Culpable and reckless conduct

Culpable and Reckless Conduct is a Common Law offence under Scots Law.

The offence has no specific definition but deals with acts involving a criminal degree of recklessness which cause injury to other persons or create a risk of such injury. It will often be charged in parallel with other offences such as Wilful fire raising where it is clear that a criminal offence has occurred but the exact offence(s) committed need to be determined by the facts proven in court. The offence carries a maximum punishment of life imprisonment but the circumstances (and thus the eventual sentence applied) of individual cases will often fall short of requiring such a punishment and might not proceed beyond the Sheriff court which has limited sentencing powers.

The offence does not deal with events which involve only civil liability such as injuries caused by negligence which does not amount to a criminal act. It does apply to many events which, had they occurred in England and Wales, would have been the same offence whether they were caused intentionally or recklessly but in Scotland fail to fall within the substantive offence due to a lack of intention. This is demonstrated in many cases where an offender is charged with another offence (e.g. Wilful fire raising) as well as this offence and the eventual offence(s) for which the offender might be committed is determined by the proven intentions.

While there is no statutory definition, a summary of what constitutes the offence can be inferred from a draft Scottish Legal Code which drew upon current law and proposed the following for a statutory offence of Recklessness :-

Recklessness

For the purposes of criminal liability ⎯

(a) something is caused recklessly if the person causing the result is, or ought to be, aware of an obvious and serious risk that acting will bring about the result but nonetheless acts where no reasonable person would do so;

(b) a person is reckless as to a circumstance, or as to a possible result of an act, if the person is, or ought to be, aware of an obvious and serious risk that the circumstance exists, or that the result will follow, but nonetheless acts where no reasonable person would do so;

(c) a person acts recklessly if the person is, or ought to be, aware of an obvious and serious risk of dangers or of possible harmful results in so acting but nonetheless acts where no reasonable person would do so.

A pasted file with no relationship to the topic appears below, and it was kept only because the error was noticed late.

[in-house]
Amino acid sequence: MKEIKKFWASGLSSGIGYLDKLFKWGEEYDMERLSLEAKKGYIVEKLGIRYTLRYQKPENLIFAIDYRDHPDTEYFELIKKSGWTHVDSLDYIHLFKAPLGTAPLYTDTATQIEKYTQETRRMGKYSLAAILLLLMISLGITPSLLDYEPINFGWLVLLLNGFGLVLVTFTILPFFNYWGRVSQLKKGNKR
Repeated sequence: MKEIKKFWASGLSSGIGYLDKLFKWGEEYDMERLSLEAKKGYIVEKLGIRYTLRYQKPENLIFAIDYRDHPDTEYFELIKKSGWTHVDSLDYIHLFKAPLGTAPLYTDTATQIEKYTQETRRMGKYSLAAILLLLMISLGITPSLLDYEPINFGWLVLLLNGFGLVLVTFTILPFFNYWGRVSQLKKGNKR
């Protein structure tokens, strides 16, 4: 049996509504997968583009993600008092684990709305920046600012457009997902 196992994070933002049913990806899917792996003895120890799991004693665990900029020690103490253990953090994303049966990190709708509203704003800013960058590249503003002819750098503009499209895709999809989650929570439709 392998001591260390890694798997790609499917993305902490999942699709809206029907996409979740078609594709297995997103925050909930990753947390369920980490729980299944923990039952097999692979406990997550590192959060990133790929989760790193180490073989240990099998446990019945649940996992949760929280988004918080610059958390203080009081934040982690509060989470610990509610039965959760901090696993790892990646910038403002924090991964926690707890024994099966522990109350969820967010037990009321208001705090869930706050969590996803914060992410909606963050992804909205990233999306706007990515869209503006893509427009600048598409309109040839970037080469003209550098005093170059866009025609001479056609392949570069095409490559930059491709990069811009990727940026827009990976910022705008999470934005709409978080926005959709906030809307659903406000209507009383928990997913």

Exxon Shipping Co. v. Baker

Exxon Shipping Co. v. Baker, 554 U.S. 471 (2008), was a case decided by the Supreme Court of the United States. The Court ruled in a 5-3 decision that the punitive damages awarded to the victims of the Exxon Valdez oil spill should be reduced from US$2.5 billion to US$500 million.

The case was appealed from the Ninth Circuit Court of Appeals. The Ninth Circuit had also ruled that Exxon could be held liable for the reckless conduct of the ship's captain, Joseph J. Hazelwood, who had left the bridge during the disaster and had been drinking vodka that evening. The Supreme Court was split 4-4 on the question of whether Exxon was liable for Hazelwood's action. The result of the split is that the Ninth Circuit's ruling on Exxon's respondeat superior liability for Hazelwood's conduct remains since Hazelwood acted in a managerial capacity under the Restatement (Second) of Torts Section 909(c) approach to punitive damages.

After considering the punitive damage policies of foreign nations, the Court reasoned that although punitive damages were warranted, they may not exceed what Exxon already paid to compensate victims for economic losses, which was about US$500 million. It held that a one-to-one ratio between punitive and compensatory damages was "a fair upper limit" in maritime cases that involved recklessness, compared to the lower liability of negligence or the higher liability of intentional conduct. Its reasoning, "The real problem, it seems, is the stark unpredictability of punitive awards," frustrates the goal of punitive damages, deterring reprehensible conduct, because predictable damages create an incentive to continue dangerous misconduct if the personal injury liability is less than the potential profit, as on the Ford Pinto. It suggested giving a "bad man" the chance to look ahead and to calculate the consequences of doing or not doing a bad act will deter harmful actions. He suggests the upper limits on punitive damages should be as predictable as the legislative range of criminal sentences, but no minimum for punitive damages were discussed.